After 10 weeks of lifting , add ski specific exercises that demand not only strength, but balance and quick reflexes, too. Plyometric jumping exercises and training on unstable surfaces are often added in to workout routines twice a week with two days of rest between sessions to ramp up your intensity. Plyometrics will make you quicker, more balanced and lighter on your feet. Plyos include any exercise, from jumping rope to tossing a medicine ball, in which a muscle is contracted eccentrically and then immediately contracted concentrically. To picture it, think of the muscle as a rubber band that is stretched and then released. The faster you can switch from a stretch to a release, the greater your explosive power and the better your reaction time on the hill. This would also be the time to add in unstable surfaces such as bosu balls or gymballs to increase activation of stabilizing muscles. Most strength workouts are done on a firm surface, giving the stabilizing muscles a break but if you move your workout to exercise balls or unstable balancing surfaces this will force the smaller muscle to work during your workouts similar to the demands of skiing. Plyos will make sure you are not fazed by powder, crud or anything else mother nature throws at you.

With the ski season right around the corner it is time to get started with your conditioning program. The Seattle Athletic Club offers a ski conditioning class right now on Mondays at 6 pm with Joel Mitchell (jmitchell@sacdt.com) or for more information on sports training please feel free to contact any of the training staff at the Seattle Athletic Club to help get the best out of your next season of skiing.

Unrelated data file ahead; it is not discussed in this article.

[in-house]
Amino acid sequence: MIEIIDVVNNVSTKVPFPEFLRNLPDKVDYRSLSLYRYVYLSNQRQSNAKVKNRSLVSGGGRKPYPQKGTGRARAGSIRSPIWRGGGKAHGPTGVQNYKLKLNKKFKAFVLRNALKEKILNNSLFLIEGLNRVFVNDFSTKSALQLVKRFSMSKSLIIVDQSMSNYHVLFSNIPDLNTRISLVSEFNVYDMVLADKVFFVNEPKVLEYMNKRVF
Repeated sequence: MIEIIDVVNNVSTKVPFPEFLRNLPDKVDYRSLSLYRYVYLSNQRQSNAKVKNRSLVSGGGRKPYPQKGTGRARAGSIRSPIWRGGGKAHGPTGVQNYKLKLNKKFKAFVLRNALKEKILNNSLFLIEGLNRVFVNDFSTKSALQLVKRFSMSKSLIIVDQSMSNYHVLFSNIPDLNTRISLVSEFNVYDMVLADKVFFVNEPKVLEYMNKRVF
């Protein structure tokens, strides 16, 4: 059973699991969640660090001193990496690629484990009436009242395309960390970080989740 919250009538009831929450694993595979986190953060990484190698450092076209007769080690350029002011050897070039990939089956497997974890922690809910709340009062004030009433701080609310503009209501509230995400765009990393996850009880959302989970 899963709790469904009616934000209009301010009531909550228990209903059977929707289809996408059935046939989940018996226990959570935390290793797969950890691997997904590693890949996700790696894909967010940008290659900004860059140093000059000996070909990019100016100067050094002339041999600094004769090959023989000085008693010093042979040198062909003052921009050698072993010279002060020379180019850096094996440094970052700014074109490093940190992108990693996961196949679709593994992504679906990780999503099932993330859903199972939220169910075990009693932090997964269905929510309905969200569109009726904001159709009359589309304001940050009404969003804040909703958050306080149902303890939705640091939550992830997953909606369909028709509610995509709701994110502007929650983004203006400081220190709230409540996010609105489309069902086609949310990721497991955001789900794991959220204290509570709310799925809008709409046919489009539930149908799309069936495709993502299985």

Rock Solid on the Hill this Winter

Every ski season brings the opportunity to be better than the last. If you continually tell your self you will get into ski condition but wait till the season actually starts you will end up in the same rut as last year, and not finishing out the whole ski season. If you give your self enough time, and with a proper foundation in fitness, you can make this ski season one of your best and longest.

The first step to ramping up your fitness starts with a solid strength training program. The first six weeks of a strength training program should be spent building a foundation. Start light and focus on proper form. Lift twice per week, with 48 hours of rest in between each session. To see significant results, put in and hour per session, in which you do two sets of 12-15 repetitions each, resting only 30-45 seconds between each set.